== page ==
The Wurster Interviews, Part 10: The Less Early But Still Early Years of PPE

Read previous installments:     Part 1     Part 2     Part 3     Part 4     Part 5      Part 6      Part 7      Part 8      Part 9

Whatever Happened to The Famous Rider

So thinking about it, I didn’t really know for sure. So I asked Mike Milberger. Mike and Larry were really close. Mike said it just sort of petered out, as many things do.

CompAd, Larry’s company, was supporting The Famous Rider — because art frequently does not cover its cost of production. Carolyn became pregnant, several key theater people left — one to New York, another to an Ivy League school to pursue an MFA.

So The Famous Rider came to an end. Shortly afterwards, the building burned down. Shortly after that, the building next to The Famous Rider, which housed CompAd, burned down. The nearby Episcopal church wanted to sell the church to Carlow, but they were prevented from doing so because of the historic designation of the church building. Surprise! The church burned down. The land was sold to Carlow and they have several handsome buildings on that property.

Larry was from Glencoe, New York. The (Soviet) Russians had a facility there for spying. They spied on us, we spied on them. Lots of electrical activity and God knows what else. Larry died of a brain tumor, as did many who had grown up in Glencoe in those days. He was a fine man and a brilliant visionary. I haven’t stayed in touch with Carolyn, but I hope she’s doing well.

Statue of Life, Inc.

Van-de Robert Campbell was from Jamaica. While a student at California University of the Arts, also known as CalTech, he met Carole Martine, sister of the architect John Martine. Carole was also a student there.

Van-de and Carole fell in love, got married, and moved back to Pittsburgh, which was Carole’s home. It was in Pittsburgh that Van-de launched Statue of Life, Inc., an international artists’ collective. He reached out to local artists. Gene King was vice president. I was poetry editor of the art magazine Stuff, and ambassador to the poetry community.

Stuff was very popular. Young people would buy it thinking it was a drug magazine. They’d leaf through it and say, “Hey man, where’s the stuff?”

The central component of Statue of Life, Inc. was the actual statue. It was dedicated to life. I have a copy of the architectural plans in my archives. I wish I could remember what it looked like so I could describe it to you. I do remember that it was a tall, artistic building on a revolving base. The statue would house an international egg museum. On the day the statue was inaugurated, each country’s ambassador would enter the statue carrying their country’s national egg.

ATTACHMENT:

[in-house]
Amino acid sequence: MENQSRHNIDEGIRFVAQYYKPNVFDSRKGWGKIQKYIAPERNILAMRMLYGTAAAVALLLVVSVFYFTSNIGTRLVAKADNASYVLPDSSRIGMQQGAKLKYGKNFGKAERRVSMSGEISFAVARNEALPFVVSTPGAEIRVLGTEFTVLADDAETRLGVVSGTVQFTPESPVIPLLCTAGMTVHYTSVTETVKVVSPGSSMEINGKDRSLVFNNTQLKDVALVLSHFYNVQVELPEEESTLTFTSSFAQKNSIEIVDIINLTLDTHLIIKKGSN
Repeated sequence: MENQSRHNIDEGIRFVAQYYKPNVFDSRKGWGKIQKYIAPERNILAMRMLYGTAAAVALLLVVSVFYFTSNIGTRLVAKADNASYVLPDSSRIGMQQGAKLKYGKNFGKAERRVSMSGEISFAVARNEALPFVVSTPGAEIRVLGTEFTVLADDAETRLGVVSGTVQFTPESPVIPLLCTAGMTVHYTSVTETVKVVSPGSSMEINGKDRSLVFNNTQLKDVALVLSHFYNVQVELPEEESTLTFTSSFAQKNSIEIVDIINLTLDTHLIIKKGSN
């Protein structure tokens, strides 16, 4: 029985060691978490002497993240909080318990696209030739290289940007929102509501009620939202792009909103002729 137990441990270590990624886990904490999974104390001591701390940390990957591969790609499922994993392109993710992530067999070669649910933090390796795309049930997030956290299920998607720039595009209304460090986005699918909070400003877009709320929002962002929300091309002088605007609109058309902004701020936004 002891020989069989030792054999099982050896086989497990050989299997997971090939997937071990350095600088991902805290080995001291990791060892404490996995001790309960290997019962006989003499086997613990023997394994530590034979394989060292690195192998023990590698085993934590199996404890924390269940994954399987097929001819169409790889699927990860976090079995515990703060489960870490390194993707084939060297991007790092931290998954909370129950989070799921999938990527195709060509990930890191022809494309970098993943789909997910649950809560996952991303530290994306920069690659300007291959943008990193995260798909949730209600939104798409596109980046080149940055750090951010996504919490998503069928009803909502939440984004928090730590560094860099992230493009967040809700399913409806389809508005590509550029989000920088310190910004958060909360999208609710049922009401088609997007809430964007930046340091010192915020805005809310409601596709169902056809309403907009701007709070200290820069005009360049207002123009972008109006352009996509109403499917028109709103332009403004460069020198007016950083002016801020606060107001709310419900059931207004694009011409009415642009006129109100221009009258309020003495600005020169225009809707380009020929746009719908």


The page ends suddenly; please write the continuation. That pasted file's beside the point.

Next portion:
The statue never became a reality, but it did get far enough that companies like Bechtel, Inc. submitted bids for construction and six states responded positively to a prospectus Van-de sent to them.

The governor who was most excited about having the statue was Ross Barnett of Mississippi. He made the best proposal offering the most help, financial and otherwise. Since Mississippi was still virtually a slave state at the time, this created a crisis for Van-de.

Statue of Life, Inc. was located on East Carson Street on Pittsburgh’s South Side. It housed offices and an art gallery as well as living quarters for Van-de and Carole. The building was designed by Carole’s brother John.

In addition to shows in the art gallery and the publication of the art magazine Stuff, Statue of Life, Inc. produced special events out in the community. One of these was an art show and poetry reading in Point State Park the weekend prior to the Three Rivers Arts Festival that year (can’t remember what year).

Again, the expenses of producing art exceeded the income. Van-de’s mother owned a chain of liquor stores in Florida. She finally convinced Van-de and Carole to relocate to Florida, where Van-de entered liquor store management.

Next in issue 14: THE SOUTH SIDE


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